Kicking A Lion

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The Future of AIDS

According to the Centers for Disease Control and Prevention, more than 1.1 million Americans are living with HIV. Three-fourths of patients are male. Roughly 70 percent of HIV positive individuals are 25 to 49. 25 percent are 50 and older.

 

Robert Gallo, M.D., HIV Director of the Institute of Human Virology, University of Maryland School of Medicine, helped discover the AIDS virus in the 1980s. He also developed the blood test to detect the virus. Gallo says, scientists have come a long way in AIDS treatment. 15 to 20 years ago, patients with HIV/AIDS had few treatment options and most lived only five to ten years after diagnosis. Today, there are six different classes of drugs and more than 30 medications. Although there is still no cure, the current medications can help control reproduction of the HIV virus and slow progression of the disease. And Gallo says many HIV positive patients are living for decades after their diagnosis. He believes a vaccine to protect against AIDS may soon be available.

 

HIV Treatment Compliance

 

One of the most important factors in living with HIV is medication adherence. Missing a dose of medication, or not taking it correctly, can give the virus time to reproduce. In addition, the virus may gain strength, and start to resist the effects of the medication. Drug-resistant strains can be transmitted to others through risky behaviors, limiting treatment options for newly infected patients, as well. While doctors may be able to try a different treatment regimen, the virus may eventually become resistant to all therapies.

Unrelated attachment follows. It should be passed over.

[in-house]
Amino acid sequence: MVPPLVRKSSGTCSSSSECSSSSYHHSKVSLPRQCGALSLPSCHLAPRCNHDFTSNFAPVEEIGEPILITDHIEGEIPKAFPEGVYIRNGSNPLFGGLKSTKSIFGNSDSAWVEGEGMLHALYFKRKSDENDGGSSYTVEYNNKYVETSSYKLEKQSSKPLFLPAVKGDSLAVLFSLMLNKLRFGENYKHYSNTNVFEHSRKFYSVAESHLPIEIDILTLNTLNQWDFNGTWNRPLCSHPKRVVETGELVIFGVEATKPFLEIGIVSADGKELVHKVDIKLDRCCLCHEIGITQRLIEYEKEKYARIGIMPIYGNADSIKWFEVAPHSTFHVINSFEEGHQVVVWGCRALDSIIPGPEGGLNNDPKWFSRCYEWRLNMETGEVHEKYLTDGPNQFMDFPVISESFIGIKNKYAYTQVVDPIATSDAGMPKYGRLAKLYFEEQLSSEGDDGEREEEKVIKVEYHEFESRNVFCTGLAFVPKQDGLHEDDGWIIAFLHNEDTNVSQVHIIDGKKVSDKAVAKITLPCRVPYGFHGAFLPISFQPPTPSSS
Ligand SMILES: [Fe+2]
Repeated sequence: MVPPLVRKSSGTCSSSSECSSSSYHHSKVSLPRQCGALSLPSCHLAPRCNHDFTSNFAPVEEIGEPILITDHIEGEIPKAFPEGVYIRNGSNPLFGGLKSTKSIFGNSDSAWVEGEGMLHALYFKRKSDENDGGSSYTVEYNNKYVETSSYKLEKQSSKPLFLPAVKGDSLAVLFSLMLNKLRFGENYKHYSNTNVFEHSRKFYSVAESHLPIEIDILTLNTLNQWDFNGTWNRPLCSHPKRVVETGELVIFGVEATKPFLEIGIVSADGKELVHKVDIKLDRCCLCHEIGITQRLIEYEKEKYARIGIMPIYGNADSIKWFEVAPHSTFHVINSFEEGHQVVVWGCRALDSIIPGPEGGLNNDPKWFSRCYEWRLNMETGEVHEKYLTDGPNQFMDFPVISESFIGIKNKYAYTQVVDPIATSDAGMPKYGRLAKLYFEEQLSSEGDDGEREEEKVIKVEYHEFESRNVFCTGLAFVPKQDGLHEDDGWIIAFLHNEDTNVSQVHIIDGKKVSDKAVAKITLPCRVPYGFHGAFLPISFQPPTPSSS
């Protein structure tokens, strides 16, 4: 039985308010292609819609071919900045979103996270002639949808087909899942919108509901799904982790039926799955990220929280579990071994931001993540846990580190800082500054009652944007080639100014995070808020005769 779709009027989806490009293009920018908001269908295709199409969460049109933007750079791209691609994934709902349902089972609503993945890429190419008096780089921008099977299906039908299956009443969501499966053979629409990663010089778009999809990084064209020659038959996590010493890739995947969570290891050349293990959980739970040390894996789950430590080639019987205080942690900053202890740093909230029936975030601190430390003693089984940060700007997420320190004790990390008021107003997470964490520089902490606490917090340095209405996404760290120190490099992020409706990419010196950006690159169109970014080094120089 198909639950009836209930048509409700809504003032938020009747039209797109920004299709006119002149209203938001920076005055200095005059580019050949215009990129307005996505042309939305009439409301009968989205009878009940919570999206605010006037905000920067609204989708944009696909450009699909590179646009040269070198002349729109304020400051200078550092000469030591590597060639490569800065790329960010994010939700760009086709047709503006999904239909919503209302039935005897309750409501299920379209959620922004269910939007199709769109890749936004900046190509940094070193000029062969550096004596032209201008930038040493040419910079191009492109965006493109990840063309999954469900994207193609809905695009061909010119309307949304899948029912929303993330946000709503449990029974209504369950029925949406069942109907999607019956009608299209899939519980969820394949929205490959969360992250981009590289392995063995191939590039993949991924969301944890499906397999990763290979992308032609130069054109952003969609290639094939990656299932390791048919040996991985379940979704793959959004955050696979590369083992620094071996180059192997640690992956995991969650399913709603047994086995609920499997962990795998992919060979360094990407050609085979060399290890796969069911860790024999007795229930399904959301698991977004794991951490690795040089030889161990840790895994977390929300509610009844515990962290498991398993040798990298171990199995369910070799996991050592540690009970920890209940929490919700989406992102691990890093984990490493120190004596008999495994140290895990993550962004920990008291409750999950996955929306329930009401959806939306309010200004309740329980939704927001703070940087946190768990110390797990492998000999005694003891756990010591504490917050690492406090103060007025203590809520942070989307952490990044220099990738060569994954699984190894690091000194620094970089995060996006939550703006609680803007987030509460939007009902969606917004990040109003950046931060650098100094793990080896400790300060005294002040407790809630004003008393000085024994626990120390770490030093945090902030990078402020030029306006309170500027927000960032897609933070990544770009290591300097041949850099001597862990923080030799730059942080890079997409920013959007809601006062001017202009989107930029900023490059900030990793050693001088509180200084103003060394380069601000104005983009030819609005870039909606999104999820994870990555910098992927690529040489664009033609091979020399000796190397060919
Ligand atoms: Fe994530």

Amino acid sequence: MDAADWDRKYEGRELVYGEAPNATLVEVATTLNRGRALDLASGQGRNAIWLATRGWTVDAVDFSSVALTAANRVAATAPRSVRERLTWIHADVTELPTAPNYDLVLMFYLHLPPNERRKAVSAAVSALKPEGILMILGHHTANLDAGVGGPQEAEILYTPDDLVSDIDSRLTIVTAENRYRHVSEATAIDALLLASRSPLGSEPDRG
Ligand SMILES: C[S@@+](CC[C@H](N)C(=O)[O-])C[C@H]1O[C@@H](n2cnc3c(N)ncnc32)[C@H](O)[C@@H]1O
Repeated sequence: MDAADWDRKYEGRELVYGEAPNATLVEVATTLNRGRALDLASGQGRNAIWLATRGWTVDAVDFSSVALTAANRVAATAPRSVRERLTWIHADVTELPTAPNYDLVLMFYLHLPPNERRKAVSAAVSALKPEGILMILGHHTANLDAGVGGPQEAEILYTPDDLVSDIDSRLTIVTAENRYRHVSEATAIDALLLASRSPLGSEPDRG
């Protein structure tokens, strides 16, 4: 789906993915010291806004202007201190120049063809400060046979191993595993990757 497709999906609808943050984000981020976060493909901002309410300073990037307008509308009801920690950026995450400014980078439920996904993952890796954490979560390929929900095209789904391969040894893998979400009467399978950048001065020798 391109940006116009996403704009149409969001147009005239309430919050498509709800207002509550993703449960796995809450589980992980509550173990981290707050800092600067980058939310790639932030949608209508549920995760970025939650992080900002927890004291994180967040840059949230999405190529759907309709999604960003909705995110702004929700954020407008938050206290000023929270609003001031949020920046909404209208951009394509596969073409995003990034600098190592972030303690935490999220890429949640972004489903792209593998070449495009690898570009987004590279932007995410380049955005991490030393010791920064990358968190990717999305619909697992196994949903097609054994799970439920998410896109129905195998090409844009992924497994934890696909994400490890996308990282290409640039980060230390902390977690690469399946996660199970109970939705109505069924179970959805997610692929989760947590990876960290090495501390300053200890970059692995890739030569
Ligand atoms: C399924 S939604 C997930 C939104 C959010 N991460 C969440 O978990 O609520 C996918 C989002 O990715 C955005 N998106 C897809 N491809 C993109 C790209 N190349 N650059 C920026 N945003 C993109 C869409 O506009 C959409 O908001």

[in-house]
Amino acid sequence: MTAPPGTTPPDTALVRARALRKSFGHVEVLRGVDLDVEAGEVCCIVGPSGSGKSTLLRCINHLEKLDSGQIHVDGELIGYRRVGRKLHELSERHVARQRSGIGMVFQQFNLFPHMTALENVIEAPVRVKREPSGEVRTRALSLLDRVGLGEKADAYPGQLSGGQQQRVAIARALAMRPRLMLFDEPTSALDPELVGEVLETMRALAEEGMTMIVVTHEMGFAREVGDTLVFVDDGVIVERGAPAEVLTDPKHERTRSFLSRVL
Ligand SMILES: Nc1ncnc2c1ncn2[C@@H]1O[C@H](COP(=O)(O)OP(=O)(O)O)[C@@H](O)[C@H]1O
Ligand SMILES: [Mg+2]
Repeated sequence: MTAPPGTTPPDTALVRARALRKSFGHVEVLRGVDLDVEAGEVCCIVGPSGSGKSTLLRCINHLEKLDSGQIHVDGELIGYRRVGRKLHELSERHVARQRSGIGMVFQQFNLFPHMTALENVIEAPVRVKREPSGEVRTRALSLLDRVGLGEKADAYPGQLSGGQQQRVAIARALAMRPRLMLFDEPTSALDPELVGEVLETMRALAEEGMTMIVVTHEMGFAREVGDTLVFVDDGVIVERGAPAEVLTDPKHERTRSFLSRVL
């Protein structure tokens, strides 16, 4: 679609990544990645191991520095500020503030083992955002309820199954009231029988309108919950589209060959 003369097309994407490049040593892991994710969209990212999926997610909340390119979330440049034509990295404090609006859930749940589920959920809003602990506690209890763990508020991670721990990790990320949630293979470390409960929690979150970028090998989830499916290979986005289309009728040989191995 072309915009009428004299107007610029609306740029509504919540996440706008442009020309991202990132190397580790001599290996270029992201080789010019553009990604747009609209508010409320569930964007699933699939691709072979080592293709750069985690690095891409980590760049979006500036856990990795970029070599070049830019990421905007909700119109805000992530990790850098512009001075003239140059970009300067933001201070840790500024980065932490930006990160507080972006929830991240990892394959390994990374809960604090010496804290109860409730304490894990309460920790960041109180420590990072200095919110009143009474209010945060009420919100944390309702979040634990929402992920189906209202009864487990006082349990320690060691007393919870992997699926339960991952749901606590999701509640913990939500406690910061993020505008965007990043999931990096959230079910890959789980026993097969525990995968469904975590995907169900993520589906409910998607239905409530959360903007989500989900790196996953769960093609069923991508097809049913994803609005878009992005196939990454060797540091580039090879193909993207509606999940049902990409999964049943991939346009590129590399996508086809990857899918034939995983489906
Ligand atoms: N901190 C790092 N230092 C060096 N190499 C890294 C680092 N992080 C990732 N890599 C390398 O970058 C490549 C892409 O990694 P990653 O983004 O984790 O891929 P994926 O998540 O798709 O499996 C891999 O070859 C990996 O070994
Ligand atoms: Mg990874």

The JACQUES Initiative

 

The JACQUES Initiative was started by the Institute of Human Virology, University of Maryland School of Medicine to improve medication compliance among HIV positive patients. The goal of the program is to provide patients with whatever resources they need to stick with their treatment.

 

Derek Spencer, N.P., HIV Specialist with the Institute of Human Virology, says fear of HIV or the stigma associated with infection can influence treatment compliance, or keep some patients from seeking treatment. The JACQUES Initiative emphasizes HIV/AIDS education to dispel misconceptions, reinforce the serious nature of the disease and teach clients about the importance of taking their medication. Family members, friends and neighbors may be included in the educational program to provide support and assistance for the patient.

 

The JACQUES Initiative also provides clinical management and intensive treatment support. Patients can drop in at any time to have lab tests and exams to help monitor progression of the disease. In some cases, HIV patients may take their medication in front a clinician to ensure compliance (a program called direct observation therapy). Clients can also get medications for other conditions they may have, like high blood pressure or diabetes.

 

Spencer says in the first year of the program, roughly 70 percent of clients were experiencing treatment failure. Now, in a complete reversal, he says, 75 percent of patients are sticking to their treatment plans and continue to do well one year later.

 

The JACQUES Initiative also provides support to help clients succeed and thrive. In addition to advocating for early testing and prompt treatment, patients are given the opportunity to complete a GED, bachelor’s degree or other advanced education and training to improve all aspects of their lives. A few other hospitals around the country are now starting to adopt some of the JACQUES Initiative programs. For information about the JACQUES Initiative:

  • http://www.ihv.org/clinics/initiative.html 

    For general information about HIV or AIDS:

  • Centers for Disease Control and Prevention
  • U.S. Department of Health and Human Services
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    Written by kickingalion

    December 13, 2008 at 4:35 pm

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